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The command \columnbreak is used to break a column in multicolumn environments
|[...,...]||yes no preference local force first last number name|
|Many of the options only work in column set environments
A missing argument is the same as 'yes'.
|yes||move to the next column|
|preference||inserts a \goodbreak|
|local||move to the next nested column instead of the global column (only works in column sets)|
|force||just in case it doesn't work right away ...|
|first||move to the first column (only works in column sets forces a page break first)|
|last||move to the last column (only works in column sets)|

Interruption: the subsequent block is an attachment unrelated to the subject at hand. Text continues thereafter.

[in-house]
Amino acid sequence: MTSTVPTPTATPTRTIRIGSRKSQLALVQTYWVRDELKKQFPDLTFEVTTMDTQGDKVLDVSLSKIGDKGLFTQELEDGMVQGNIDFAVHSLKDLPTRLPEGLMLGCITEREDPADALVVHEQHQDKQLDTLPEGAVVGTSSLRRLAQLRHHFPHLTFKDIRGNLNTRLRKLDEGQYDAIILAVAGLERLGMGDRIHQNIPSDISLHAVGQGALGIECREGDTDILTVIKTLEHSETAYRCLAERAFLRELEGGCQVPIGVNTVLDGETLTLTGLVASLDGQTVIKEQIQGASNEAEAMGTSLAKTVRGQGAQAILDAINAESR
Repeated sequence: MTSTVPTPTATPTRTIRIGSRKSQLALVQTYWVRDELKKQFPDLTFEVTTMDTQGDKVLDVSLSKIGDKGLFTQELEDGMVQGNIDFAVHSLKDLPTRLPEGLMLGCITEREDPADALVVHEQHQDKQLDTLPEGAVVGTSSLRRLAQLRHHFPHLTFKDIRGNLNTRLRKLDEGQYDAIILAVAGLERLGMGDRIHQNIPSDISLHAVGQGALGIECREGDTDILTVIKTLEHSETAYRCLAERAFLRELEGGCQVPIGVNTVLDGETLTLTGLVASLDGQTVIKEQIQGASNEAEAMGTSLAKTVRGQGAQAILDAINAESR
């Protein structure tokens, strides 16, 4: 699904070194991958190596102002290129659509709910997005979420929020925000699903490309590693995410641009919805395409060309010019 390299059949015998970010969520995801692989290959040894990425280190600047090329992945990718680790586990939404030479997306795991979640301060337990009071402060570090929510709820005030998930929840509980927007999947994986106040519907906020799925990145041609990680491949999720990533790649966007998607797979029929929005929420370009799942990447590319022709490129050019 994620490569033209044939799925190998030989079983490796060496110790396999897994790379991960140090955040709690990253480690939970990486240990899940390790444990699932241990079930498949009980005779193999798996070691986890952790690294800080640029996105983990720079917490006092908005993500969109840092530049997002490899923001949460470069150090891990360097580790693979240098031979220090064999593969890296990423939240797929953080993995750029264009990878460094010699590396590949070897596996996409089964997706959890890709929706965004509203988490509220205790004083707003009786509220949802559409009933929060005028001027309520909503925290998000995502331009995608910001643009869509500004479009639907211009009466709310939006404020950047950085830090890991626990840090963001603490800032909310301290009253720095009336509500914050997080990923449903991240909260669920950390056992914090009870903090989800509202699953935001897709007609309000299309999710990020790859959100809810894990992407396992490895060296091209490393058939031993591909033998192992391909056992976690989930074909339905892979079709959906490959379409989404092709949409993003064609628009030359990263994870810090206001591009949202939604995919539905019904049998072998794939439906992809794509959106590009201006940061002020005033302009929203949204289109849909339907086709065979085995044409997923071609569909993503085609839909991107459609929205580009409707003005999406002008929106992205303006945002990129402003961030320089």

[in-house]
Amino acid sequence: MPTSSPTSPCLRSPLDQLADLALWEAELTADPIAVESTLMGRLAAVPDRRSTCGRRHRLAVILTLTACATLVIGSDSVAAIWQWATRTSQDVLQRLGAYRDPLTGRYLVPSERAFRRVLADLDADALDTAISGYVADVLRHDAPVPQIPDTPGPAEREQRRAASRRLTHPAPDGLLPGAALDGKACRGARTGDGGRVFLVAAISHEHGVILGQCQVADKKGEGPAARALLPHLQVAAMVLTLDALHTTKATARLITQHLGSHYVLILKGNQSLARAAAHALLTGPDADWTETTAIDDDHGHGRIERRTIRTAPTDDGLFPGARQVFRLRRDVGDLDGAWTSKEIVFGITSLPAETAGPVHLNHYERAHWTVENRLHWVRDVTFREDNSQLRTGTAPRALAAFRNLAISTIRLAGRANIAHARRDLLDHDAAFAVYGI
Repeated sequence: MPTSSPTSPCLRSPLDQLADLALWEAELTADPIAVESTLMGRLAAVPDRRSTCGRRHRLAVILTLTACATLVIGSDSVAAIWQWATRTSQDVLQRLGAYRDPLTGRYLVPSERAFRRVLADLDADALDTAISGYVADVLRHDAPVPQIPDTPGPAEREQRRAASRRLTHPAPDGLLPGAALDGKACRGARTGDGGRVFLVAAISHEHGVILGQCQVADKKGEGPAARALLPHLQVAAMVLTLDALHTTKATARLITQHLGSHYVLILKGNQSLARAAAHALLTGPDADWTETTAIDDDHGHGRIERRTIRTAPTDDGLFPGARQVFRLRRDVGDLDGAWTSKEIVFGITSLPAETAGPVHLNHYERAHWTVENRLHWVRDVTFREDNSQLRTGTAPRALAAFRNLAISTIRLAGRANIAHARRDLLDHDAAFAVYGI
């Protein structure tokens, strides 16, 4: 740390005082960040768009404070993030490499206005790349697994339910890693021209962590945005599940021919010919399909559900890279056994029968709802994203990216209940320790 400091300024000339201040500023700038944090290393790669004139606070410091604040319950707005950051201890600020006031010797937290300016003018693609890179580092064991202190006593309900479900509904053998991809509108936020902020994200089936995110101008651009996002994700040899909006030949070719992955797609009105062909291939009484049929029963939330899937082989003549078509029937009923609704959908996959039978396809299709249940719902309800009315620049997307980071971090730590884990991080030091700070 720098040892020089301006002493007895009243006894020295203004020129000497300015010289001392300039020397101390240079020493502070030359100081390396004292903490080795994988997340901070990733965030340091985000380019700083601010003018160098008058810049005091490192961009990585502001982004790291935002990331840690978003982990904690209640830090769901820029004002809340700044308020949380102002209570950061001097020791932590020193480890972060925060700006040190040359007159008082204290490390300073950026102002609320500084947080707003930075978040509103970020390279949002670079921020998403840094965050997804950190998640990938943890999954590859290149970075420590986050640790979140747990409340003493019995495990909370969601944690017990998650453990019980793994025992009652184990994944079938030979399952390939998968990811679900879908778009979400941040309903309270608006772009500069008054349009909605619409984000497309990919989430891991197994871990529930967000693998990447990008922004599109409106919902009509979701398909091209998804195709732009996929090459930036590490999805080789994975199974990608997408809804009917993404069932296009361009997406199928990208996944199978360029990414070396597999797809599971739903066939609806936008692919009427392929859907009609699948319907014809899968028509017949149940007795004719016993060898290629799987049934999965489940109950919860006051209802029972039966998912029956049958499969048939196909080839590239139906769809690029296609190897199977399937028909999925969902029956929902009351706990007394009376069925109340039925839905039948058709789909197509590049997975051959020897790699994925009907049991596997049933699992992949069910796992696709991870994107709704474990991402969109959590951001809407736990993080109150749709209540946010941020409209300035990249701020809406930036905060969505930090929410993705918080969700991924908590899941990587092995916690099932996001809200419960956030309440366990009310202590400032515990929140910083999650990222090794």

|number||move to this column number (only works in column sets, forces a page break first)|
|name||move to this named column (only works in column sets)|
Go to the next column in a \startcolumns environment or in a column set environment.
\setuppapersize[A6] \setupwhitespace[big] Below, we have two separate columns; but up here, for the nonce, we have but the one. \startcolumns[n=2] % Two columns, please Text, text, text \dots all in the first column \column Words, words, words \dots all in the second column. And look ye here! Even more words! \stopcolumns
- \page to move to the next page
- \startcolumns for the columns environment
- \paragraph to move to the next column in a \startparagraph environment.